A fact related by Mr. Malthus, with regard to the town of Geneva, proves how great a change has really taken place in

* I have heard it suggested, not perhaps without reason, that the substitution of cotton for woolen clothing has been the cause of the disappearance in so great a degree, of late years, of the low contagious or tvphus fever.

the same spot, and at no very distant period of time. In this town, in the sixteenth century, the probability of life, or the age to which half the born lived, was only 4.883—rather less than four years and nine tenths; and the mean life 18.511about eighteen years and a half. In the seventeenth century the probability of life was 11.607-above eleven years and a half; the mean life 23.358. In the eighteenth century the probability of life had increased to 27.183_twenty-seven years and nearly a fifth ; and the mean life to thirty-two years and a fifth.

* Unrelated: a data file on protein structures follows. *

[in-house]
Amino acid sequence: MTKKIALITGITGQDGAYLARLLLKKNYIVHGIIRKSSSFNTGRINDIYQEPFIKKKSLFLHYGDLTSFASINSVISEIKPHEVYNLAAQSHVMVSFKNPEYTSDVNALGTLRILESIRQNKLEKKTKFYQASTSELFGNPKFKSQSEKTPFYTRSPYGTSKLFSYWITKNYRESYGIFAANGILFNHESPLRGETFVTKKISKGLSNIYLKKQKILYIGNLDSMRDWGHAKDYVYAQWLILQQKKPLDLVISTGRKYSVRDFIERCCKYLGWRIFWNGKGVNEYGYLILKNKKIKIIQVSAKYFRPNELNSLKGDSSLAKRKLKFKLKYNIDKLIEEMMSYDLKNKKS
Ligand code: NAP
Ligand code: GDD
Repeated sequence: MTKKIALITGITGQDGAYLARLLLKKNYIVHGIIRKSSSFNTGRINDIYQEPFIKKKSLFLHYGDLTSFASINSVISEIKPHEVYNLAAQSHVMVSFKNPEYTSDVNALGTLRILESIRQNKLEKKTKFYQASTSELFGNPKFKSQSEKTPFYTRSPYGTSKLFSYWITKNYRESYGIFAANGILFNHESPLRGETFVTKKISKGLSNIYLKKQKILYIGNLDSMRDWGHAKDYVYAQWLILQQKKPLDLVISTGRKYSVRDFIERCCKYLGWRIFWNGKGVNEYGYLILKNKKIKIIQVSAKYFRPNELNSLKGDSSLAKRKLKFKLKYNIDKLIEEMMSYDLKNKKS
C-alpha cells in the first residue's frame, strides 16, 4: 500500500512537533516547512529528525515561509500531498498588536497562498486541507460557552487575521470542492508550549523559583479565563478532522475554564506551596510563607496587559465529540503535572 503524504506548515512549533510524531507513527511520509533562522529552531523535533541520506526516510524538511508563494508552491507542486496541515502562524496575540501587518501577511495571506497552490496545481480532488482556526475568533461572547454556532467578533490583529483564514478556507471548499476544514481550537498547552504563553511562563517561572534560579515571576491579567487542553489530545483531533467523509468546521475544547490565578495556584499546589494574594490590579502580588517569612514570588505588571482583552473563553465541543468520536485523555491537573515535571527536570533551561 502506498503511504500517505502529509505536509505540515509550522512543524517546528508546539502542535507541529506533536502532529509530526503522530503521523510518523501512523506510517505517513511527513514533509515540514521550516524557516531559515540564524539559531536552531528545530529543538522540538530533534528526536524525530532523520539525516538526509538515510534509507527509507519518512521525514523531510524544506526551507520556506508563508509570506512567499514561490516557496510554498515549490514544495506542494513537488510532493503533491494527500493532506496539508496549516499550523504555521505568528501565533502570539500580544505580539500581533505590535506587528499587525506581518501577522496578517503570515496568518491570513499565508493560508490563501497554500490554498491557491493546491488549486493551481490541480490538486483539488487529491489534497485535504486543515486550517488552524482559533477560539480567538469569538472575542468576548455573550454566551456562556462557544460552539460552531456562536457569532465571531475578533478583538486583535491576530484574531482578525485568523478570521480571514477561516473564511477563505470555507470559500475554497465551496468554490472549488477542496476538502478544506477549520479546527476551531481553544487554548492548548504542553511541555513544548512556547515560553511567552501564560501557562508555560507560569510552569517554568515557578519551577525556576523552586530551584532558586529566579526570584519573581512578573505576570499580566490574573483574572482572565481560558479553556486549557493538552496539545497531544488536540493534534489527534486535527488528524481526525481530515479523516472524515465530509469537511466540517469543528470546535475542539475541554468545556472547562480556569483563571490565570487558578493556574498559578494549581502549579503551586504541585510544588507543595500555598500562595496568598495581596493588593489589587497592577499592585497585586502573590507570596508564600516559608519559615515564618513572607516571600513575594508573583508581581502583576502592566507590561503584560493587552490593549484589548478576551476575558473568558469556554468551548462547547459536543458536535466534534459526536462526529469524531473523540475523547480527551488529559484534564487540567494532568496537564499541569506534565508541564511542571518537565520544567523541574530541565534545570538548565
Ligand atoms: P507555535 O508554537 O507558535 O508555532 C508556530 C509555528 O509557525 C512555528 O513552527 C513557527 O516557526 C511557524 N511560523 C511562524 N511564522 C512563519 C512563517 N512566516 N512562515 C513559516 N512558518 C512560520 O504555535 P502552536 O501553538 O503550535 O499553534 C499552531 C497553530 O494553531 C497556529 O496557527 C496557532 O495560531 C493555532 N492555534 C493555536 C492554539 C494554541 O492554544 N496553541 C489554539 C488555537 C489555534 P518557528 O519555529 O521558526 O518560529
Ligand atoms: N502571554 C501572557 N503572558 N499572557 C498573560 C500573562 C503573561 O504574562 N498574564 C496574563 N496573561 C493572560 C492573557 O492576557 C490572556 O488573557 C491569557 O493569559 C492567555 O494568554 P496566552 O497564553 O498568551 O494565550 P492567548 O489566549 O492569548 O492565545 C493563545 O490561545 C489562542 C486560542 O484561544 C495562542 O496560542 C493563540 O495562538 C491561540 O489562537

The conclusions which forced themselves upon the mind of the enlightened and respectable writer who has principally furnished me with these materials, I cannot refrain from giving in his own language: “Death,” says Mr. Price, “is an evil to which the order of Providence has subjected every inhabitant of this earth; but to men it has been rendered unspeakably more an evil than it was designed to be. The greatest part of that black catalogue of diseases which ravage human life, is the offspring of the tenderness, the luxury, and the corruptions introduced by the vices and false refinements of civil society. That delicacy which is injured by every breath of air, and that rottenness of constitution which is the effect of indolence, intemperance, and debauchery, was never intended by the Author of nature; and it is impossible that they should not lay the foundation of numberless sufferings, and terminate in premature and miserable deaths.” To the same purpose, says another writer who is very competent to form a correct opinion, when his judgment is not warped by a favorite hypothesis : “Diseases have been generally considered as the inevitable inflictions of Providence; but perhaps the greater part of them may more justly be considered as indications that we have offended against some of the laws of nature.” When persons of enlarged minds, and who are unfettered by professional prejudices, arrive at the same conclusions, it affords no weak presumption that they are justly formed.